on sunday (2/27) we were down at Chancellor's Point starting the seeds for our spring succession of crops! the greenhouse down there was built last year by students out of mostly recycled materials and it is pretty awesome. we're using that and the rain barrels to get a head start on the growing season.

we started two varieties of broccoli, a Chinese variety of cabbage, several different types of lettuce, and a bunch of flowers and herbs for the community garden, including calendula, lavender, cosmos, holly-hocks, echinacea, marigolds, and many others! it will definitely be interesting to see what comes up......

other spring crops we are planning but get started directly in the ground rather than inside are carrots, beets, onions and snow peas.

yesterday (3/5) we were at the farm working on one of our biggest projects, fencing. we decided to use a combination of chicken wire and electric fence to deter groundhogs, rabbits and deer. apparently if you wrap a piece of aluminum foil around an electric fence and dab the foil with peanut butter, deer will come investigate the peanut butter and get a shock that scares them enough to not come back. for the chicken wire, we are bending it at a right angle and laying the bottom half of the fencing on the ground perpendicular to the rest of the fence to discourage animals from digging under the fence.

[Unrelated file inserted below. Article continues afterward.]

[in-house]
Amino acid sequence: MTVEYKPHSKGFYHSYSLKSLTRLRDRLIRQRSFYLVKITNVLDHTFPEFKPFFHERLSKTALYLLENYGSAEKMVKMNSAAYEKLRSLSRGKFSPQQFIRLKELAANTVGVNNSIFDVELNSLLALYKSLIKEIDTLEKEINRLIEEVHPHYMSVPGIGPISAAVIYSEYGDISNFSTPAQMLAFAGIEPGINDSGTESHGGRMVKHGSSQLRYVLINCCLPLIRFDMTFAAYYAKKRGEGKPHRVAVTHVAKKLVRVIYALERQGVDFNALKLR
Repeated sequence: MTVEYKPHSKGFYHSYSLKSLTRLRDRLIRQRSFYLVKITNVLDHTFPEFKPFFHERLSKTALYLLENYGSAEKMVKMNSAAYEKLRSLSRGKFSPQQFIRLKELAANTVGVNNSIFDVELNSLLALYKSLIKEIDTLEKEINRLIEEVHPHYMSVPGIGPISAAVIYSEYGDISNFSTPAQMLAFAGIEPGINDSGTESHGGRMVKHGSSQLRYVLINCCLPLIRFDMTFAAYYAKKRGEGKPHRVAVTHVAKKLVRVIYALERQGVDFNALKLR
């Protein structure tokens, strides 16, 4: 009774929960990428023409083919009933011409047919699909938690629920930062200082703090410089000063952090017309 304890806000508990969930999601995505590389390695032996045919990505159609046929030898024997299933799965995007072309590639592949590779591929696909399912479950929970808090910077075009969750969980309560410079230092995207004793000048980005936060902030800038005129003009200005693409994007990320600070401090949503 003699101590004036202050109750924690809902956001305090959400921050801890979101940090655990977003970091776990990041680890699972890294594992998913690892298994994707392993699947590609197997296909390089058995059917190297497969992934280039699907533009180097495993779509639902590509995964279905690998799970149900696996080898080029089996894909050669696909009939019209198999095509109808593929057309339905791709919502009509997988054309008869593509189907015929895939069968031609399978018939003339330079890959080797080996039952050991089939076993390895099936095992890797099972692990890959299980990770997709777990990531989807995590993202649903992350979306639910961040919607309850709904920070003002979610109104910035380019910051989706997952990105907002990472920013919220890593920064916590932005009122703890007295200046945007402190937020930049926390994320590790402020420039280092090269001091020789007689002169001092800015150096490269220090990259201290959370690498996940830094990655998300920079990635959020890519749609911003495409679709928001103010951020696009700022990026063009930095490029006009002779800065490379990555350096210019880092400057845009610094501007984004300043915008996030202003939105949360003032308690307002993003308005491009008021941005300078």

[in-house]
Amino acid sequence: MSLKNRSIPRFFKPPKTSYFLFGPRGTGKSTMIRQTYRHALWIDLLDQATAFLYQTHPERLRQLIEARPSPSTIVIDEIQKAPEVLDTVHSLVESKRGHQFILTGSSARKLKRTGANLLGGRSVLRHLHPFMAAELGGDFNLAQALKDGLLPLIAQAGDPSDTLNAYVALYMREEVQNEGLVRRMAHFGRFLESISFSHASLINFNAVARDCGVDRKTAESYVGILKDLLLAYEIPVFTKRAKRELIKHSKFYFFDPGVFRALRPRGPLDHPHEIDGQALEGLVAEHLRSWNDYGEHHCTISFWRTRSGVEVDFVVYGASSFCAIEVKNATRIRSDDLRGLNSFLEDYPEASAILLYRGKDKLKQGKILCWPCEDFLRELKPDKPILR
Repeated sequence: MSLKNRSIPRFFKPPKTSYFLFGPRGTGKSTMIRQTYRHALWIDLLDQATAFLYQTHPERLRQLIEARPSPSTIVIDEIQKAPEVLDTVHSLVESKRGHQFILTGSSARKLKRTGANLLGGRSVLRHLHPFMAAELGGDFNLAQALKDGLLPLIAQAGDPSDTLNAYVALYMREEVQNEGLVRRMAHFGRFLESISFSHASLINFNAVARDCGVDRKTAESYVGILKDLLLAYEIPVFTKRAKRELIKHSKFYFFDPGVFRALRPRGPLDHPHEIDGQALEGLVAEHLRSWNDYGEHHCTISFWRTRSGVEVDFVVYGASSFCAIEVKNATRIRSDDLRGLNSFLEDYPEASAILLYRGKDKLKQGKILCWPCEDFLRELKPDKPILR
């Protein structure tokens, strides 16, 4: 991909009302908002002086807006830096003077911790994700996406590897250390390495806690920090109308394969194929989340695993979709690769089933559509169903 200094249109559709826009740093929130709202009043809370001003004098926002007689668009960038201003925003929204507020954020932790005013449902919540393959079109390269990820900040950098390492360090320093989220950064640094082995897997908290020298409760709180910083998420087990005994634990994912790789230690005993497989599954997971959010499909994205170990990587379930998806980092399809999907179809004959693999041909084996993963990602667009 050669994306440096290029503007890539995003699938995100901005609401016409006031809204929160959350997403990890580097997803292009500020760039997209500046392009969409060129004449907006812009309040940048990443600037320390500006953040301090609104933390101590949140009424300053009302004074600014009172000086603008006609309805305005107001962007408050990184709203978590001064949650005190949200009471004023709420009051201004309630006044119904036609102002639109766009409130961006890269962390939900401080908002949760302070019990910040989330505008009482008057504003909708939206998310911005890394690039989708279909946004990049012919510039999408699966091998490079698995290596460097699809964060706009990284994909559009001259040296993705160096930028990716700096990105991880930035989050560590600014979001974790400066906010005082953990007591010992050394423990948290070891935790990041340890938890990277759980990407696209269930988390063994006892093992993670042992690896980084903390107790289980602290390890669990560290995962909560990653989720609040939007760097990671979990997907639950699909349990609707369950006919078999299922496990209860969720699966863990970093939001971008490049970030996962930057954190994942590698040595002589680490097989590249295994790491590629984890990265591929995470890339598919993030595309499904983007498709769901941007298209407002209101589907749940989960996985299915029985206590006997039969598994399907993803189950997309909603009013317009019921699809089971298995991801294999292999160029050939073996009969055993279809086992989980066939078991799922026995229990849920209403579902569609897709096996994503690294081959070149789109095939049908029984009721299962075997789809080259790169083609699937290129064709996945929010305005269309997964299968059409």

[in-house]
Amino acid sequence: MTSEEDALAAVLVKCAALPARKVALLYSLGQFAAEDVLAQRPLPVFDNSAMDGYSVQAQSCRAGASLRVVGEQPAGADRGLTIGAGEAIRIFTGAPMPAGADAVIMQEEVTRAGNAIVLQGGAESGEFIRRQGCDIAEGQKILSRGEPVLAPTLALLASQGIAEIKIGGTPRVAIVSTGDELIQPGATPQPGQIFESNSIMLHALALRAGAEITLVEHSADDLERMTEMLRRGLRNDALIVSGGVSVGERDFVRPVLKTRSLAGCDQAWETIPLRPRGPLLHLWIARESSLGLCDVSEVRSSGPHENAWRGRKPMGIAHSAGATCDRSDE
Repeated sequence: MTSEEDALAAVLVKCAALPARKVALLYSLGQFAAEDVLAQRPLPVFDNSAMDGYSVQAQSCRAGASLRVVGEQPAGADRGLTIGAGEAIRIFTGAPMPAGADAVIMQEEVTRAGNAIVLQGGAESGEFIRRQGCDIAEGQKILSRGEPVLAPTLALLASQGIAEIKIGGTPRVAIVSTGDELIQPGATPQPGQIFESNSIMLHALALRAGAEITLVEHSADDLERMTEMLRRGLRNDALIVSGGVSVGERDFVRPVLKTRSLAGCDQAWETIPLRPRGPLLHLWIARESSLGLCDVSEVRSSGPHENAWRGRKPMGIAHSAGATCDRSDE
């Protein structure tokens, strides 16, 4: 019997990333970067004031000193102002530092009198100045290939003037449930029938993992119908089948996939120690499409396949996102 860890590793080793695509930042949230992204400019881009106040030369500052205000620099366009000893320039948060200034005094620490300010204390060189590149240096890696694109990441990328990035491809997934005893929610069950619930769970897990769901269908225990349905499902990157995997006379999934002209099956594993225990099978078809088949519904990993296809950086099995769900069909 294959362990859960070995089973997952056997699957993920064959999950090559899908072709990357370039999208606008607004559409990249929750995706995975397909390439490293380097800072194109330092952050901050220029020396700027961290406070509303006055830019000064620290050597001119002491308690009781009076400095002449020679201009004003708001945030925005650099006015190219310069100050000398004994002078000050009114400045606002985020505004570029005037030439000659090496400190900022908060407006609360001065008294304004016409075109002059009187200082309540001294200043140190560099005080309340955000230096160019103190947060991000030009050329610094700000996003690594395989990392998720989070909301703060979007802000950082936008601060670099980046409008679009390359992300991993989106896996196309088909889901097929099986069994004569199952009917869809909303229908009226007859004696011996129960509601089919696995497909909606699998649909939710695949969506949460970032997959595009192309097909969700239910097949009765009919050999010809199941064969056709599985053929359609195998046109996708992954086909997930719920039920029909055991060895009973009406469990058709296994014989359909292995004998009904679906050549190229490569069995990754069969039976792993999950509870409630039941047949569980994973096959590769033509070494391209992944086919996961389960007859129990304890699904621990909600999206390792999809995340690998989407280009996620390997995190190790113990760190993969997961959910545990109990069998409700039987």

we also did some more bed prep, and harvested 8.5 lbs of spinach! not so bad for spinach thats made it through snow, biting cold and aphids.

our garlic that we planted in october is also looking great...we'd been a little worried over some of the stalks that were turning yellow, but it has perked right back up and will keep growing to be ready for harvest in june hopefully.

the kale looks to be growing back as well...unfortunately, the weeds are coming back too. we still have a fair amount of bed prep to do and there are a lot of places that need a heavier cover of straw.

we won't be having any more workdays until after spring break, at which point we will be:
  • sowing beets, carrots, onions and snap peas
  • transplanting cabbage, broccoli and lettuce
  • setting up our irrigation
  • finishing the fencing
  • finishing bed prep, initial weeding and mulching
  • sowing cover crop for all the beds we won't be using until later in the season
  • transplanting and direct seeding at the community garden as well!